I'm posting this from my cold college, where in just a few hours I'll be opening the first show I've done here since 1995...seven years. The campus looks the same, the professors are still here and the friendliness is rather overwhelming--everyone is nothing but kind, and eerily respectful. Seeing a photo display of my accomplishments while at Colby in the hallway, I realized that what it feels like is being dead--i can see all the nice things people are saying about me now that I'm gone, and there is a certain air of slight deference I associate with funerals. Also, all the students won't really talk to me easily, perhaps because they are afraid i will bite them, or that I am famous.
I think there is a very common wish fulfillment fantasy in returning to your old college a hero--people will respect you, everyone will see your genius, blah blah blah. I think it's mostly a crock--the truth is that sort of affirmation is internal, ultimately, and you can't get it slathered on by well-wishers or folks who perceive you as successful. I put on my pants one leg at a time--if what i have now is limitless success, then I need to get some new definitions or I won't be able to make rent.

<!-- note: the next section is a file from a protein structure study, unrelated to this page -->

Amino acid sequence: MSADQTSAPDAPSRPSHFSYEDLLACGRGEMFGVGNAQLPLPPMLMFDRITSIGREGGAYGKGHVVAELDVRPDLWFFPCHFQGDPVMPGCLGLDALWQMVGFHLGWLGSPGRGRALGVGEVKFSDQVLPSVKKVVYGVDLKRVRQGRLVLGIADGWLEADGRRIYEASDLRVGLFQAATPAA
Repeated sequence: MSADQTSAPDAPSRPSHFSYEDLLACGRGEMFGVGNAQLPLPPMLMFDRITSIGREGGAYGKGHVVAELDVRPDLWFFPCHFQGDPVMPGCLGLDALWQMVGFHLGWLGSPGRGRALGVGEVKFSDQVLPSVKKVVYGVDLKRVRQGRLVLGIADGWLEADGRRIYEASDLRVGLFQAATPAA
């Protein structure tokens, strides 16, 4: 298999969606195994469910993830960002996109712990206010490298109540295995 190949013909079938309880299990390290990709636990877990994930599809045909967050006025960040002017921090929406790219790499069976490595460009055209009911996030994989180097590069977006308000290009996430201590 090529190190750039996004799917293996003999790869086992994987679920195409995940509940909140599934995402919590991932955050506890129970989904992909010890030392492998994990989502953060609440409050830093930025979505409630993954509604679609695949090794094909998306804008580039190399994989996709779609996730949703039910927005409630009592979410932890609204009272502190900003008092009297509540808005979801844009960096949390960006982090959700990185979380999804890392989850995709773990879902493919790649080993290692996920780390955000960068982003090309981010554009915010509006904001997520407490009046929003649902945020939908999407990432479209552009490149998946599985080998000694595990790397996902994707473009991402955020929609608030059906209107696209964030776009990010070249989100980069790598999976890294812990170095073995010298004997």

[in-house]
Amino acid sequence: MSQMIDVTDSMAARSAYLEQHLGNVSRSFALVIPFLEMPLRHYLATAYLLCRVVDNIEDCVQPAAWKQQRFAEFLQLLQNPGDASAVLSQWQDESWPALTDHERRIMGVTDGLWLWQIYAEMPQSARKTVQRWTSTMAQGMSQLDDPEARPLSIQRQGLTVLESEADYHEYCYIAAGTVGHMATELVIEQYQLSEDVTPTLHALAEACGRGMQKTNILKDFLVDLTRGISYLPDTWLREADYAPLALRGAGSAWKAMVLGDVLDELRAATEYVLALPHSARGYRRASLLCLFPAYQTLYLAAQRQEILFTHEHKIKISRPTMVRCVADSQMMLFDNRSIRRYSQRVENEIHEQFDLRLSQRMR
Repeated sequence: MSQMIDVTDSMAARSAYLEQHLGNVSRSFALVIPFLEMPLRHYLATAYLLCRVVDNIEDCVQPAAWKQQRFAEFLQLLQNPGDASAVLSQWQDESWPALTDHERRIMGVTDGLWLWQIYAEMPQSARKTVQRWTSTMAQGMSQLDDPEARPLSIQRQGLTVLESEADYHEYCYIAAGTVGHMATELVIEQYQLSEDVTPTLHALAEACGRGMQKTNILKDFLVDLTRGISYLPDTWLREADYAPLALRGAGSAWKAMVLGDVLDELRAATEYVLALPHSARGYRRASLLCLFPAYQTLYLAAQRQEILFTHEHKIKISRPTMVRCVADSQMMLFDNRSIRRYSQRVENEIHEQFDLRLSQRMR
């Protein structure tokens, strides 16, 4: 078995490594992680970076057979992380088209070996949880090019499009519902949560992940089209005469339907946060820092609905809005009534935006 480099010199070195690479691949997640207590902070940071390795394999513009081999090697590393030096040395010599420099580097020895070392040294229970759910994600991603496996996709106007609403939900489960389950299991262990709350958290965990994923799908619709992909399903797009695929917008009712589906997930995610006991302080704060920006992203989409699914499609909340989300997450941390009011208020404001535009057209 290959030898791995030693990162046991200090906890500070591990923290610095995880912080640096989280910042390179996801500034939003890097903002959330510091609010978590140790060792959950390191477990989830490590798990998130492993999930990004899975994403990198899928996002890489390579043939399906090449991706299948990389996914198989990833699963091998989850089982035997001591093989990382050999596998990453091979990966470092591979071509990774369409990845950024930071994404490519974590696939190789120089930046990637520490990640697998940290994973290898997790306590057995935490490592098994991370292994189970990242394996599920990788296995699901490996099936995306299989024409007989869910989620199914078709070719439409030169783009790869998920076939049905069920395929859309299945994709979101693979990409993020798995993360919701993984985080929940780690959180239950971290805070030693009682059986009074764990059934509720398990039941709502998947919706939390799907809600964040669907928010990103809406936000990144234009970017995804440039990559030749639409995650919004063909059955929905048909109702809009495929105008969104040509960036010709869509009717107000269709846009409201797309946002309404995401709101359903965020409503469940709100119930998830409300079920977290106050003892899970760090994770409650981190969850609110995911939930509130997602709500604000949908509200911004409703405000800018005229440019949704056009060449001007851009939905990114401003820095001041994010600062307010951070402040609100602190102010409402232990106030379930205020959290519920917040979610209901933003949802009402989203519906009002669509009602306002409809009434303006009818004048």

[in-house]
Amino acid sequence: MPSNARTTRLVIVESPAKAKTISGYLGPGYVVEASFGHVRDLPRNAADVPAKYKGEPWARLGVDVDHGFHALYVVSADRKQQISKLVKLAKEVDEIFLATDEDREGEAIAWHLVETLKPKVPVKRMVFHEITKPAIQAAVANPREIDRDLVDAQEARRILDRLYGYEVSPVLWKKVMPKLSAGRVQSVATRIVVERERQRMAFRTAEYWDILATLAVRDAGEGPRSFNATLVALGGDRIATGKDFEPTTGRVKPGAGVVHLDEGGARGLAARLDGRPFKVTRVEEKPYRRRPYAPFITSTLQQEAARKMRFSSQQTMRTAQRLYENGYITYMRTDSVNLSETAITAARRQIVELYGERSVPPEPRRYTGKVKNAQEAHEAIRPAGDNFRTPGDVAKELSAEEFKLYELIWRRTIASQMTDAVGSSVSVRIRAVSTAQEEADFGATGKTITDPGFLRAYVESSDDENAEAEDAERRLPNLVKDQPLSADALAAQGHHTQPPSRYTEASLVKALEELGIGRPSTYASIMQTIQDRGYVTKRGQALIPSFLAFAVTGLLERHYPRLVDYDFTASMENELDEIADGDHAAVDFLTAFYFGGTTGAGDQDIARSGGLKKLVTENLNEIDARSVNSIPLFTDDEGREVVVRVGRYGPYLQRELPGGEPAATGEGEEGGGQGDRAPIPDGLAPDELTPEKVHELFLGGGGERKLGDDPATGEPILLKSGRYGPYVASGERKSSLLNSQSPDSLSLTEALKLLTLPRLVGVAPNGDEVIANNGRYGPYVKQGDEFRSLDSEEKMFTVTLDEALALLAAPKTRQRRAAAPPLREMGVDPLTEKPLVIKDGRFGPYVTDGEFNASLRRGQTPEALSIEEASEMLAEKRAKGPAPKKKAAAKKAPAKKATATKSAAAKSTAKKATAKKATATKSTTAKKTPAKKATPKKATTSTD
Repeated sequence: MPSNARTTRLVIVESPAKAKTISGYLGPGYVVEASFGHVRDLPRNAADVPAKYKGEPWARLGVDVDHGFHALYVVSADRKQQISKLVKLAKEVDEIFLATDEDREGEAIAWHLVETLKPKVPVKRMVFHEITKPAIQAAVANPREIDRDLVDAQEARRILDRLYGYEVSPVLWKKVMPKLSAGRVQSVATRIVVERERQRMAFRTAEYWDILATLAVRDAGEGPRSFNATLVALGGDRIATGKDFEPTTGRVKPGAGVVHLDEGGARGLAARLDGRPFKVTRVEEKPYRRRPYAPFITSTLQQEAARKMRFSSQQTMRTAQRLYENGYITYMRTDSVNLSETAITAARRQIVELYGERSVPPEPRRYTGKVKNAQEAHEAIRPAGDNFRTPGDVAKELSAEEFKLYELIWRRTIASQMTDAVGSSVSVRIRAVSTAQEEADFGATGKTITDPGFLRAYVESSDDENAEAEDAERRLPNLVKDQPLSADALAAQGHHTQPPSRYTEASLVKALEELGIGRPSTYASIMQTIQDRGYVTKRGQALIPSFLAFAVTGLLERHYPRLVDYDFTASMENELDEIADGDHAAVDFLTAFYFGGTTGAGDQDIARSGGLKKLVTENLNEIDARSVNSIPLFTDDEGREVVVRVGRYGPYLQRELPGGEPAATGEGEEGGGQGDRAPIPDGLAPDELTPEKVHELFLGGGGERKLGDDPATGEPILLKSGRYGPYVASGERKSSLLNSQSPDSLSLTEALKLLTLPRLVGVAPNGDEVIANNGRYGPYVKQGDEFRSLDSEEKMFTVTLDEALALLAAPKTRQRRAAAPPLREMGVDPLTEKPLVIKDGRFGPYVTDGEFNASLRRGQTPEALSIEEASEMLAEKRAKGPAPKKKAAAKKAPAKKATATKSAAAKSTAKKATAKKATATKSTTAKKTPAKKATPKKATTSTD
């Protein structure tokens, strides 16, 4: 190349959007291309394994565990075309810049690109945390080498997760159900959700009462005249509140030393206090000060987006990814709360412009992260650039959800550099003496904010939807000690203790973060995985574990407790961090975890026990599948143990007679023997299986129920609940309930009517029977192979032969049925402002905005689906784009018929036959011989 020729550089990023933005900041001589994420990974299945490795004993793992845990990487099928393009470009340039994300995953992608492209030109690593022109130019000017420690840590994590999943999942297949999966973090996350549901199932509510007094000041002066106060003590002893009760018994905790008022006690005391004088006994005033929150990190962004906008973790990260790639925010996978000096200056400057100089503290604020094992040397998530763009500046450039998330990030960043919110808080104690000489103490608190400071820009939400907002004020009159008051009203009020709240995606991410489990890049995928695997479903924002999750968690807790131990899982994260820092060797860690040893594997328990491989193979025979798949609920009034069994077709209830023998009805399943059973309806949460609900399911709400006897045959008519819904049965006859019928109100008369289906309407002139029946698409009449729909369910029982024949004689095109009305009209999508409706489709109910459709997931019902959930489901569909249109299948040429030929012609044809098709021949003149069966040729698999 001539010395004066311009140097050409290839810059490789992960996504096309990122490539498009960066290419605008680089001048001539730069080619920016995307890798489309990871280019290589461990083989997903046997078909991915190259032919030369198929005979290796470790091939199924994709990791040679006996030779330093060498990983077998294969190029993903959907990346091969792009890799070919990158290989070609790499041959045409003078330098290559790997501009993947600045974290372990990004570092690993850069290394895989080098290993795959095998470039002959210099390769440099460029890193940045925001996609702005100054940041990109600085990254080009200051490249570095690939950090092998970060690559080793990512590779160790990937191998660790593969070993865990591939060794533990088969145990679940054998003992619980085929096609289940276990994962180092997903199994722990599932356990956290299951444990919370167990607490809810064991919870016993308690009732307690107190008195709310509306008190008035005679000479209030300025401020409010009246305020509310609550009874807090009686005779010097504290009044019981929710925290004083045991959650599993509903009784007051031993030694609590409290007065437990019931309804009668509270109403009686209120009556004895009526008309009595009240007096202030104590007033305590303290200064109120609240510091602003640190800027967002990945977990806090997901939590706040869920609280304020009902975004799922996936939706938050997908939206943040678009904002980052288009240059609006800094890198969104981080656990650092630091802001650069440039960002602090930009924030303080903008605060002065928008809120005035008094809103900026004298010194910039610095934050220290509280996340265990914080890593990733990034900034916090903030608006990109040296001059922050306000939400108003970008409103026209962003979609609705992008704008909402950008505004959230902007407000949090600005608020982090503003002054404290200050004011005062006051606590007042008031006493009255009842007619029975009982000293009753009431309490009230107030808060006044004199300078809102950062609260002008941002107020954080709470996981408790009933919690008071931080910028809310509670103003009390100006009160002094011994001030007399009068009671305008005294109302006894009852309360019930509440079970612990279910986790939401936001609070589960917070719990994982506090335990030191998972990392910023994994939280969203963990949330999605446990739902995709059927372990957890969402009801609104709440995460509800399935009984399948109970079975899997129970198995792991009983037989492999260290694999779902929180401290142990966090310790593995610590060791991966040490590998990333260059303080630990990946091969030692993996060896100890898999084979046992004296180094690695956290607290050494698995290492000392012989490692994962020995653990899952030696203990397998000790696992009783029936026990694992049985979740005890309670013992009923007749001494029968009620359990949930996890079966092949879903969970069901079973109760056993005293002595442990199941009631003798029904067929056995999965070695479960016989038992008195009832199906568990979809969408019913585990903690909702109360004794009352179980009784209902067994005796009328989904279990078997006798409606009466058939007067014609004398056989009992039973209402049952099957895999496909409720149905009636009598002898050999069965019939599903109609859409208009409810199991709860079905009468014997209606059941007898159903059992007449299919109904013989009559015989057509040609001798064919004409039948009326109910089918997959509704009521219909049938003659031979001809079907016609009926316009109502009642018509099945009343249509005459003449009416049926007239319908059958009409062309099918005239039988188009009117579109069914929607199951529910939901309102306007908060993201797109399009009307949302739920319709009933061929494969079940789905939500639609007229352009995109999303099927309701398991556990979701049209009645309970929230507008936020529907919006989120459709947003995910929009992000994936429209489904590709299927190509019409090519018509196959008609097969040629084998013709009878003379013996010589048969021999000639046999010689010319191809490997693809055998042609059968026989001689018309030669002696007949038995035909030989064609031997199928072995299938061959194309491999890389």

At the same time, the evidence is in: i am a working artist, as strange as that is to type in a building I worked five years making art in, never dreaming it might actually come true. Or rather, instead of dreaming, I was working--and maybe that plays a role, along with a shitload of luck, chance and Hail Mary passes.
I'd better go do the cue-to-cue...Jean-Michele has had a great time working with John Ervin, the tech director here, and I am actualy thinking there is a lot of the show that is going to look sharper than it did Off-Broadway. I hope it does--this school, and the teachers in it, deserve it.
I also need to dry my pants, or I will look really stupid this evening. Details.